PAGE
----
Inside Page Baner

Hooning in suburban streets to be targeted

Published: 13 January 2016

Hooning in suburban streets to be targeted

Hooning in Logan’s suburban streets will be targeted using a new weapon that will provide police with real time vision that could lead to substantial fines or the confiscation of hoons’ vehicles.

Deputy Mayor Councillor Russell Lutton, said the City of Logan’s mobile CCTV surveillance capability would be used to provide police with high quality footage broadcast directly from trouble spots.

“Our mobile 24 hour video monitoring can provide the Queensland Police Service with valuable information on a wide range of anti-social behaviour including life-threatening motor vehicle offences,” Cr Lutton said.

“Evidence of irresponsible driving such as drifting, burnouts and street racing can now be relayed immediately to police to enable them to either catch drivers in the act – or identify vehicles and perpetrators long after they have fled the scene.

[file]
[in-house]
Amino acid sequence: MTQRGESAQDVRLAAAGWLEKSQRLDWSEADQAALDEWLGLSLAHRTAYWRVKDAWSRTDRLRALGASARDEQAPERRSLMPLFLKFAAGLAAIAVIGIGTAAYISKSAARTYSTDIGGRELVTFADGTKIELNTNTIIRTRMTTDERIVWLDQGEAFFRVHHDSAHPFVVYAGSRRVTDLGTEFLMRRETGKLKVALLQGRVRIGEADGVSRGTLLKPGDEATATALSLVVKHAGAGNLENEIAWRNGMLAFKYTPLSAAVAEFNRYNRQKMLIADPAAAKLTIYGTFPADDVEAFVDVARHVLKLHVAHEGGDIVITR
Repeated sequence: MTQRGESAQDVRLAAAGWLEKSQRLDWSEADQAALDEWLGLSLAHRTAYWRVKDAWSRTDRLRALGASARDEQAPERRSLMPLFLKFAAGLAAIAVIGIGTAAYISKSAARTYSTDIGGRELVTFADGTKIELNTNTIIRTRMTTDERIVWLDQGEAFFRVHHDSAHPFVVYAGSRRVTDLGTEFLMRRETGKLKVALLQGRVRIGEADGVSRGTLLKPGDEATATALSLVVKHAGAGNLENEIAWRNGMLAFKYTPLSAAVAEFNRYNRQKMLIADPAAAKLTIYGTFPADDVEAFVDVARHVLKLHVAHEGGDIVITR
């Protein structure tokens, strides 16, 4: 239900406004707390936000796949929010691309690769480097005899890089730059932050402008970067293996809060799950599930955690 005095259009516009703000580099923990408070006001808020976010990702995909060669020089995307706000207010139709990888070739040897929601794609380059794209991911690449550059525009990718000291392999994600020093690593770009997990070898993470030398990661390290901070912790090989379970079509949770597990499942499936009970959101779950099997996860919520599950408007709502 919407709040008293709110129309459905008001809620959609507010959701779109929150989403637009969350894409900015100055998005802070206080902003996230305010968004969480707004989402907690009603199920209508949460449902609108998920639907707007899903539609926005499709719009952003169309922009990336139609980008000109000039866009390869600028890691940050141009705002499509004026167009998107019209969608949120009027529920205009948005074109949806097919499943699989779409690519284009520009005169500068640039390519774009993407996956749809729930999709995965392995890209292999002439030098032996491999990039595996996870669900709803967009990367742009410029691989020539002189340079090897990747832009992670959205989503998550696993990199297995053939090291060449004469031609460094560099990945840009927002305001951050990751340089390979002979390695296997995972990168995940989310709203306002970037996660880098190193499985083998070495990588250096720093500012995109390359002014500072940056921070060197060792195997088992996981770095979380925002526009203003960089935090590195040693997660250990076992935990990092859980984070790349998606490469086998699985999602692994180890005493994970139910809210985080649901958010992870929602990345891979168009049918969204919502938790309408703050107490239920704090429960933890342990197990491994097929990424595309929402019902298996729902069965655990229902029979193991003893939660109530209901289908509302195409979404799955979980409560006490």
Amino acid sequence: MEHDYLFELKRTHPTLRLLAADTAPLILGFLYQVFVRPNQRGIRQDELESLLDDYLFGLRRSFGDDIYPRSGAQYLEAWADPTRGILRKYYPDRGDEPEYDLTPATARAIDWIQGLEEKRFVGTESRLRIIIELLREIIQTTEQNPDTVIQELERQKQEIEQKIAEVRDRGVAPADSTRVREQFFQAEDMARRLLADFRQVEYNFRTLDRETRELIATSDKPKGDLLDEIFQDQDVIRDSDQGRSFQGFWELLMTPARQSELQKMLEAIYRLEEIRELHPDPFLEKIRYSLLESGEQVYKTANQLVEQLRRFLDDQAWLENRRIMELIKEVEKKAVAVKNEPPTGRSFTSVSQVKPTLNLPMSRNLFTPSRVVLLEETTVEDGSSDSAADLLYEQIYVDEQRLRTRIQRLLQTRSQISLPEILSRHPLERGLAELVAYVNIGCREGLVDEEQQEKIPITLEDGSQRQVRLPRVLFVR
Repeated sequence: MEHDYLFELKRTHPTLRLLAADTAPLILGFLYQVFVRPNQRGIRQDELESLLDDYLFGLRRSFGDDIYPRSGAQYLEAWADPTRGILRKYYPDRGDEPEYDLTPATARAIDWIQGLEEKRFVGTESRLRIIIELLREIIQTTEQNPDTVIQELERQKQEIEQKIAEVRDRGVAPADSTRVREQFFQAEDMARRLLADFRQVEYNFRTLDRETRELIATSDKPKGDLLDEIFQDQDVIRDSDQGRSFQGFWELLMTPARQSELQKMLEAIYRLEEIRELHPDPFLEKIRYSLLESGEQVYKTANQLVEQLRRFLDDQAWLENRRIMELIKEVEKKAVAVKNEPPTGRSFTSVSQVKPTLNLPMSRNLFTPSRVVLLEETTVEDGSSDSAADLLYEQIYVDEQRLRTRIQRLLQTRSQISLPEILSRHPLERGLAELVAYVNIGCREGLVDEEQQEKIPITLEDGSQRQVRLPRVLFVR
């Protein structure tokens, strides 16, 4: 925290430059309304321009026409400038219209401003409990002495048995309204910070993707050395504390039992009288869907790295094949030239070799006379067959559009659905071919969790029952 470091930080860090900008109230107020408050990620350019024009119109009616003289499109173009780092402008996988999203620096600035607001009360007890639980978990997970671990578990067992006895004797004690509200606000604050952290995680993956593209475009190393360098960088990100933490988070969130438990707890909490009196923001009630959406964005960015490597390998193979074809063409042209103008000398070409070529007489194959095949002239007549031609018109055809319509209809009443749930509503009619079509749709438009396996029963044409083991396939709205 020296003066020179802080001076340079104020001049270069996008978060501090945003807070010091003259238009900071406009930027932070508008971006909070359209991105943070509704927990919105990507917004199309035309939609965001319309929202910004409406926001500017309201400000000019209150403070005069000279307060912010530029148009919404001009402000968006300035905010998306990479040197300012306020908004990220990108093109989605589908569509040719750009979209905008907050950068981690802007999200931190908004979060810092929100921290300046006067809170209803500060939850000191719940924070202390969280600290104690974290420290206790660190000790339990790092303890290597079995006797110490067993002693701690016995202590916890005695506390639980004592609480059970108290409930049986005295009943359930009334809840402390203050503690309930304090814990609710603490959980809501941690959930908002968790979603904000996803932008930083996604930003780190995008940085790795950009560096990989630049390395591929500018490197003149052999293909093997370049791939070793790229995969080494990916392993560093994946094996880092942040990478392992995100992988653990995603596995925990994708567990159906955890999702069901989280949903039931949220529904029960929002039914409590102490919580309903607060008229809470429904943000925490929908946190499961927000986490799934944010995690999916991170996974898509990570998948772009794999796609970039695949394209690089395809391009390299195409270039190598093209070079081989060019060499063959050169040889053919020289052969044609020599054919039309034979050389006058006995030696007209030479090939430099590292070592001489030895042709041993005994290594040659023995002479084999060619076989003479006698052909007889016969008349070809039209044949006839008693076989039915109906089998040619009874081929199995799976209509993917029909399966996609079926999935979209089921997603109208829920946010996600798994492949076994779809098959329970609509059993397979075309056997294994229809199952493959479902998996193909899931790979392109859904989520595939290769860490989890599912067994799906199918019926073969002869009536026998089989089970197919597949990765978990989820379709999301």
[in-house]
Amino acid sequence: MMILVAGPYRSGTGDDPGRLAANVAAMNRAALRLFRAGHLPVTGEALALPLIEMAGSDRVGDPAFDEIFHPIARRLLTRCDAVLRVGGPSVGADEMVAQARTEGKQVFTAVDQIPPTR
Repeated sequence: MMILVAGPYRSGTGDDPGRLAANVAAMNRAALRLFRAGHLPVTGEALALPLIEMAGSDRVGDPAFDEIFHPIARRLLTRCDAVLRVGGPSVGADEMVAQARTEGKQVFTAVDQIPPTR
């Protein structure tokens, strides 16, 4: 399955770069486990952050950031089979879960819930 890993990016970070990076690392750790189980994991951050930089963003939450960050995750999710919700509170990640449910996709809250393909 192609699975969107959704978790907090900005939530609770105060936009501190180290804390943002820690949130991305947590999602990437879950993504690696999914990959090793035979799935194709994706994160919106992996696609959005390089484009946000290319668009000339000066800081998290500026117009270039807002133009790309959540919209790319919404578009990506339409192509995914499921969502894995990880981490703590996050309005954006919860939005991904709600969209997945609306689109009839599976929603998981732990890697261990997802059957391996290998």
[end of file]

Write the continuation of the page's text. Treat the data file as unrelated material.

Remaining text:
“Last weekend we targeted hooning in Flagstone following residents’ reports of persistent hooning in suburban streets late at night.”

Cr Lutton said in addition to the mobile capability there were more than 300 fixed cameras in Logan being monitored round the clock, enabling police to be alerted quickly to situations and to track offenders leaving a scene.

“Residents can also help by reporting illegal driving (hooning) to the Queensland Police anti-hooning hotline on 13HOON (134666) providing a description of the offending vehicle, including registration numbers, date and time,” he said.

“Council has also developed a 'Hoon Watch' form which we ask residents to complete and return to Council or their local police station.”

Anti-hooning laws permit the confiscation of vehicles for a first offence if drivers are behaving in a dangerous or life-threatening way. A second offence may lead to the confiscation and sale (or crushing) of a vehicle that has been involved in hooning.